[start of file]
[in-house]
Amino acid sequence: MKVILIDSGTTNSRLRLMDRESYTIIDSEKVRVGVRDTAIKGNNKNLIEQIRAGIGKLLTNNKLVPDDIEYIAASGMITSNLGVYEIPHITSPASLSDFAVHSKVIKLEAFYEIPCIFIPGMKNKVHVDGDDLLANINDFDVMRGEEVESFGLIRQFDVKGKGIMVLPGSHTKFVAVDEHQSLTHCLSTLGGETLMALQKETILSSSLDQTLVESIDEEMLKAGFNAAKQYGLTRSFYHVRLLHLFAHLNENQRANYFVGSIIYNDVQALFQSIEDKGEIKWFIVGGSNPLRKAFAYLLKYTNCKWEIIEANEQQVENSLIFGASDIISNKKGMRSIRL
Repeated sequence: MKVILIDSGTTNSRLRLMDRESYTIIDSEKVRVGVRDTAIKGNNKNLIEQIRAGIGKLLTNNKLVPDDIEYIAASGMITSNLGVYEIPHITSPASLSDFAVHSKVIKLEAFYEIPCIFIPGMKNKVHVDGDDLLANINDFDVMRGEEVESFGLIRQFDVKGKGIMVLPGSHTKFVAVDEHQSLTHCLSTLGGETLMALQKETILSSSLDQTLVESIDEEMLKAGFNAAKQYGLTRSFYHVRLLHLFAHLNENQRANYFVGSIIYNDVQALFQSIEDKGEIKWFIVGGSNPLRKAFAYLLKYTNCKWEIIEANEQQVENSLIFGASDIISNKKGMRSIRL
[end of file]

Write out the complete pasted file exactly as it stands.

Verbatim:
[in-house]
Amino acid sequence: MKVILIDSGTTNSRLRLMDRESYTIIDSEKVRVGVRDTAIKGNNKNLIEQIRAGIGKLLTNNKLVPDDIEYIAASGMITSNLGVYEIPHITSPASLSDFAVHSKVIKLEAFYEIPCIFIPGMKNKVHVDGDDLLANINDFDVMRGEEVESFGLIRQFDVKGKGIMVLPGSHTKFVAVDEHQSLTHCLSTLGGETLMALQKETILSSSLDQTLVESIDEEMLKAGFNAAKQYGLTRSFYHVRLLHLFAHLNENQRANYFVGSIIYNDVQALFQSIEDKGEIKWFIVGGSNPLRKAFAYLLKYTNCKWEIIEANEQQVENSLIFGASDIISNKKGMRSIRL
Repeated sequence: MKVILIDSGTTNSRLRLMDRESYTIIDSEKVRVGVRDTAIKGNNKNLIEQIRAGIGKLLTNNKLVPDDIEYIAASGMITSNLGVYEIPHITSPASLSDFAVHSKVIKLEAFYEIPCIFIPGMKNKVHVDGDDLLANINDFDVMRGEEVESFGLIRQFDVKGKGIMVLPGSHTKFVAVDEHQSLTHCLSTLGGETLMALQKETILSSSLDQTLVESIDEEMLKAGFNAAKQYGLTRSFYHVRLLHLFAHLNENQRANYFVGSIIYNDVQALFQSIEDKGEIKWFIVGGSNPLRKAFAYLLKYTNCKWEIIEANEQQVENSLIFGASDIISNKKGMRSIRL